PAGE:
Warning, long blog post ahead!
I’m finally getting around to writing about my trip to Greenville where I attended the Upstate Technology Conference (UTC) (June 25 – 26), and let me tell you I am still tired and on brain overload even now.
UTC ROCKED! Thank you Cathy Nelson for telling me about this conference. I had already signed up to attend UTC when I was told the dates for the Education and Business Summit (EBS) overlapped UTC. Thankfully, both conferences were in Greenville, SC (practically around the corner from each other) and my new principal agreed to let me slip out of our High Schools That Work (HSTW) sessions on Wednesday to go to UTC instead. THANK YOU! THANK YOU! THANK YOU!
Arriving at J. L. Mann HS I couldn’t help compare the school to my own school. It is amazing: new technology everywhere; whiteboards/LCDs in every classroom; large, open classrooms; ginormous library media center; computers all over the place; TV broadcasting over the computer; message displays in the lobby/café area; a drama/journalism studio; I could go on and on, but I’m sure you can already tell I’m envious! (BTW: Did anyone else notice the stairwell lights were motion censored to come on/brighten only when you entered the stairwell?!)
The other big surprise: blogs, wikis, Flickr, and other Web 2.0 tools WERE NOT BLOCKED! Now, this may have been only to accommodate the conference, but I’d like to believe that this is always the case.
The tone of the conference was set with keynote addresses by Ewan McIntosh and David Jakes. Both were awesome speakers – witty, informative, and engaging. Definitely not boring! If you don’t already subscribe to their blogs DO SO NOW! Both speakers stressed the need for educators to learn to use the Web 2.0 tools that our students and young people today are already using and for educators to develop an online learning community (professional network). Students shouldn’t be learning (and we shouldn’t be teaching) in isolation. Connecting with others enhances the learning!
I’m thankful teachers from my school as well as other Aiken County folks attended to learn from these masters. Hopefully, we can start a movement in our district to bring the ideas and tools to our students, too! A few of the concurrent sessions that made an impression on me were:
“Making Your Podcast More Pro” – Ewan McIntosh: After attending this session, I wanted to immediately take down my podcasts and fix them. Of course, this isn’t practical. At least I have better guidelines for future endeavors. Basically, my big mistake is having long intros. They should be no longer than 10 seconds and should state the purpose of your podcast/what you’re going to talk about so people can decide if they want to listen or not. Another tip, host the podcasts where your listeners can leave comments to promote an ongoing dialog.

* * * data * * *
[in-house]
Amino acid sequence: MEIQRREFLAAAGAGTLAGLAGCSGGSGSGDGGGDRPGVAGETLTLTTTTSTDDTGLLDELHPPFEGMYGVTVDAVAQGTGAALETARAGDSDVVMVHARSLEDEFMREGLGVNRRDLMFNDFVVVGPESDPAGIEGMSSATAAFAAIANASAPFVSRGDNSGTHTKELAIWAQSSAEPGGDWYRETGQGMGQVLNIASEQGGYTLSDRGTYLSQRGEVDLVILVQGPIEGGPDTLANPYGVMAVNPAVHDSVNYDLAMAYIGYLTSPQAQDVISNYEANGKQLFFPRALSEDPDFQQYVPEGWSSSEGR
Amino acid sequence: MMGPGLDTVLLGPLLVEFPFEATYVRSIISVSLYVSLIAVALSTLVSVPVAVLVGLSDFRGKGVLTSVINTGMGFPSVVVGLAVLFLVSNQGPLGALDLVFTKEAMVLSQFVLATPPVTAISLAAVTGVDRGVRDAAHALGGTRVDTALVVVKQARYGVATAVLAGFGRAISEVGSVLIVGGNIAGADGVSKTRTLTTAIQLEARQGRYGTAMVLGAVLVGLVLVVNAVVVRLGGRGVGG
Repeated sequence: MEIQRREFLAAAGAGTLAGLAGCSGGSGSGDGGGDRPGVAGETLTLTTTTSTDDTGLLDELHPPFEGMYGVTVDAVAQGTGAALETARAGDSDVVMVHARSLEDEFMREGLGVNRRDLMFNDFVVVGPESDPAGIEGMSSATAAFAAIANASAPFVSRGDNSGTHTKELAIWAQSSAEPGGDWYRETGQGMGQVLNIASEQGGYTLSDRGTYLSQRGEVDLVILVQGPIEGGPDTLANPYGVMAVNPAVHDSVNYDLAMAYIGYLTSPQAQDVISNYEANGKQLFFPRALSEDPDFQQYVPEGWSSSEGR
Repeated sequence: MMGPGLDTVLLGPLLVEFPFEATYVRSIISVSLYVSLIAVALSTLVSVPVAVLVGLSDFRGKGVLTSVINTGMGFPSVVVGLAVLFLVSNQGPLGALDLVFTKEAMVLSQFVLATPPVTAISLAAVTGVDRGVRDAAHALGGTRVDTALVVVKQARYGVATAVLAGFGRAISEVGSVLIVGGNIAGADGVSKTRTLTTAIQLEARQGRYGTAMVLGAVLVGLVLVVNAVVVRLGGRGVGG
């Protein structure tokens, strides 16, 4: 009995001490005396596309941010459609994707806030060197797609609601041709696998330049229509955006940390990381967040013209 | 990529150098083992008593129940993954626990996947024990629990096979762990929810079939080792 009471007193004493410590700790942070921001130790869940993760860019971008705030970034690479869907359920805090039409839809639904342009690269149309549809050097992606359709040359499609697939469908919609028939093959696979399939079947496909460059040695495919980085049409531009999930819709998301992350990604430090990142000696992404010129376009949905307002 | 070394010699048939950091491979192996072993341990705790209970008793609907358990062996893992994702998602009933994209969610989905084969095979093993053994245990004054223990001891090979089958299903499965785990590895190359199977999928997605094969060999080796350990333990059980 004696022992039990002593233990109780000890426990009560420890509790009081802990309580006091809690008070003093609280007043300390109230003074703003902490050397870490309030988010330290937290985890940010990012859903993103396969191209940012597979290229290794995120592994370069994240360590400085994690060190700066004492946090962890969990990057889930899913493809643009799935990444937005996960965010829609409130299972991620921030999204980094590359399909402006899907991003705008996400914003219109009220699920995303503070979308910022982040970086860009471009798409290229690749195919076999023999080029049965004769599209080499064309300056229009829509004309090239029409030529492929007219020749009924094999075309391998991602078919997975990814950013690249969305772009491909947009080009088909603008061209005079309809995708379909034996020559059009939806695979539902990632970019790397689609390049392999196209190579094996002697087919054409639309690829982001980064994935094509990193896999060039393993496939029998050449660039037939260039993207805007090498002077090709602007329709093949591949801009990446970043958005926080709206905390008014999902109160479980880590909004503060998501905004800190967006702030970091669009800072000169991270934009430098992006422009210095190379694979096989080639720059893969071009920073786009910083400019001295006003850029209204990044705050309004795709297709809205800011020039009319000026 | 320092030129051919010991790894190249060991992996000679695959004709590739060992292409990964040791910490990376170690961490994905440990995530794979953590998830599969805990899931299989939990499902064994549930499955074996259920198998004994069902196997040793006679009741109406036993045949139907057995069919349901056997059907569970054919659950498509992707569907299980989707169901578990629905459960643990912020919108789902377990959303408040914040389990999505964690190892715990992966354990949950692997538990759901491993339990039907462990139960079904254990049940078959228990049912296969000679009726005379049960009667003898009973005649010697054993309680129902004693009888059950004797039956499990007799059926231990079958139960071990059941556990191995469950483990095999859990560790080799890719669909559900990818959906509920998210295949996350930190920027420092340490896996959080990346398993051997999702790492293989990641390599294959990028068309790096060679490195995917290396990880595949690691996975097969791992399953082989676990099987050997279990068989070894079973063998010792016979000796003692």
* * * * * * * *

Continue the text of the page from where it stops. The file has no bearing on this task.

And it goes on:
“Thinking Out of the Xbox: Creative Writing Through Computer Games” – Ewan McIntosh: “Play helps us understand the world around us.” He equated reading a game (level) can be the same as reading a chapter. Not being a gamer, I was unaware of just how much text could be in a video game. He showed example of a teacher using the game MYST III: Exile to have students write about their thoughts, observations, feelings the game/visual/setting evokes.
“iPod-abilities in the Classroom” – MaryAnn Sansonetti: If you click on the title link, you’ll be taken to her wiki for this session, which has links for all of the notes I took so I needn’t post them here! Since I already have an iPod and am familiar with educational podcasts, I was mostly interested in ways to incorporate them into the classroom. Thanks MaryAnn for all the wonderful suggestions.
“Digital Storytelling 2.0: What’s Next?” – David Jakes: You can click the link in the title above to go to the wiki where the keynote slides and digital storytelling information can be found. Along with various storytelling tools, the message I took away from the Digital Storytelling session is that it’s “the story within the story” that should be the focus of any storytelling project. You’re going for the emotional impact, not the “we did this and this and this…” Use sounds, visuals, music, cutting to images, etc., all to evoke an emotion in your audience. Also, script and storyboard before you put together your digital story.
“Don’t Read to Me – A Presentation on Presentations” – Chris Craft: WOW! Chris used Cognitive Load Theory to show why bad presentations cause students to revert to bad habits because they cannot process all of the information you’re throwing at them (among other reasons!) Talk about a dynamic speaker with such a needed message! I admit, I’ve been a bad PowerPoint user in the past, but I’ve never been a fan of PPT to begin with. Needless to say, I immediately Twittered Chris to come speak at our school! Great thing is, he’s practically around the corner (relatively speaking) to Wagener, and best of all he said YES! Now I have to convince my principal this is a great idea, too! (Carrie, help me out!) Oh, you can also read Ewan McIntosh’s post about Chris’s presentation here.
Of course, I have a lot of additional notes (or should I say more messages to myself), and I went to a few other sessions, but this post is already long enough! [BTW, one of my teachers won a drawing at UTC, so not only did she take away the prize of new ideas, but computer speakers, too!]
I also want to say it was great to meet so many of my Twitter friends and people whose blogs I follow…many for the first time face-to-face. It was also a thrill to have lunch on Wednesday with Pat Hensley, Cathy Nelson, Julia Davis, Chris Craft, and MaryAnn Sansonetti … but to make my day even better, David Jakes and Ewan McIntosh joined us! I also want to send out a big thank you to the folks who organized the UTC. You did a phenomenal job and I can’t wait to see what’s in store next year.